Milan and Lake Como
No trip to Italy is complete without Milan and Lake Como. In Milan we'll take a peek at Italy's highest fashion, fanciest delis, grandest cemetery, and greatest opera house...not to mention Leonardo's Last Supper. Then we'll cruise along Lake Como, settling down in the lakeside village of Varenna...classic honeymoon country, where Italy meets the Alps.
Milan's Monumental Cemetery
Europe's most artistic and dreamy cemetery experience, this grand place was built just after unification to provide a suitable final resting place for the city's "famous and well-deserving men." Any cemetery is evocative, but this one — with its super-emotional portrayals of the deceased and their heavenly escorts (in art styles c. 1870–1930) — is in a class by itself. It's a vast garden art gallery of proud busts and grim reapers, heartbroken angels and weeping widows, too-young soldiers and countless old smiles, frozen on yellowed black-and-white photos (a long walk from Metro: Garibaldi FS, or tram #3, #4, #11, #12, or #14).
Peck is an aristocratic deli with a fancy coffee/pastry/gelato shop upstairs, a gourmet grocery and rosticcerìa on the main level, and an enoteca wine cellar in the basement. Even if all you can afford is the aroma, peek in (Via Spadari 9, tel. 02-802-3161). Try the risotto.
Reserve several months in advance to see this Renaissance masterpiece in the Church of Santa Maria delle Grazie. Because of Leonardo's experimental fresco technique, deterioration began within six years of its completion. The church was bombed in World War II, but — miraculously, it seems — the wall holding The Last Supper remained standing. The 21-year restoration project (completed in 1999) peeled 500 years of touch-ups away, leaving a faint but vibrant masterpiece. In a big, vacant, whitewashed room, you'll see faded pastels and not a crisp edge. The feet under the table look like negatives. But the composition is dreamy — Leonardo captures the psychological drama as the Lord says, "One of you will betray me," and the apostles huddle in stressed-out groups of three, wondering, "Lord, is it I?" Some are scandalized. Others want more information. Simon (on the far right) gestures as if to ask a question that has no answer. In this agitated atmosphere, only Judas (fourth from left and the only one with his face in shadow) — clutching his 30 pieces of silver and looking pretty guilty — is not shocked.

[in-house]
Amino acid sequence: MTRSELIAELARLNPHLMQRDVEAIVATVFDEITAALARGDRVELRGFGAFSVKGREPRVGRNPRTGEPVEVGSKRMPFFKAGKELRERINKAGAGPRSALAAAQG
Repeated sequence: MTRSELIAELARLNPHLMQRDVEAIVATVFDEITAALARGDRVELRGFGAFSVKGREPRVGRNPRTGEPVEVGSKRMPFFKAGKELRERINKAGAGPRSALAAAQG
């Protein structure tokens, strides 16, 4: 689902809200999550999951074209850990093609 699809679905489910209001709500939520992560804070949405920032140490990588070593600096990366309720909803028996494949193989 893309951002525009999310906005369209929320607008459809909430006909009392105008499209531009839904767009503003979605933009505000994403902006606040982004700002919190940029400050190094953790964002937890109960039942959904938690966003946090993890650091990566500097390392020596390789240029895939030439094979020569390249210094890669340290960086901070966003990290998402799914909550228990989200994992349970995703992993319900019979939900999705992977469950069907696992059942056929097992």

Reservations: Reservations are mandatory. These days, because of the hype surrounding Dan Brown's blockbuster novel The Da Vinci Code, spots are booked several months in advance — so plan ahead. To minimize the humidity problem — even though the damage has already been done — only 25 tourists are allowed in every 15 minutes for exactly 15 minutes. Prior to your appointment time, you wait in several rooms, while doors close behind you and open up slowly in front of you. The information posted on Leonardo is mainly in Italian.
It's better to book by phone. If you call, you'll have a greater selection of days and time slots to choose from, since the website doesn't reflect cancellations (tel. 02-8942-1146, or from the US dial 011-39-02-8942-1146; booking office open Mon–Fri 9:00–18:00,
Sat 9:00–14:00, closed Sun; the number is often busy—once you get through, dial 2 for an English-speaking operator; the process takes about two minutes and you'll hang up with an appointed entry time and a number; pay with cash or credit card upon arrival).
If you book online using the official website, you'll see a calendar that will—ideally—show available time slots. If the days are blank, it means that all the slots for those days have been filled— or it can mean that the website (which seems user-unfriendly) isn't functioning well. If you can't find a spot when you need it, try calling instead, because cancellations show up on the website as booked slots (www.cenacolovinciano.org).
Last-Minute Tickets: While "reservations are required," if spots are available (more likely on weekdays and late) you can book one at the desk (even if Sold Out sign is posted). If fewer than 25 people show up for a particular time slot, you can get lucky. But those who show up without a reservation generally kill lots of time waiting around. Only un-prepaid spots are given away if the ticket holders don't show up; prepaid no-shows are not resold.
Getting There: Take the Metro to Cadorna or Conciliazione (plus a 5-min walk), or hop on tram #16 (catch it just off Piazza Duomo on corner of Via Mazzini and Via Dogana), which drops you off in front of the Church of Santa Maria delle Grazie.
La Scala Opera House and Museum
The statue of Leonardo behind the Galleria is looking at a plain but famous Neoclassical building, arguably the world's most prestigious opera house: Milan's Teatrale alla Scala. La Scala opened in 1778 with an opera by Antonio Salieri (of Amadeus fame). At Milan's famous opera house and its adjacent museum, which have recently both undergone a lengthy restoration, opera buffs can see the museum's extensive collection and get a glimpse of the theater.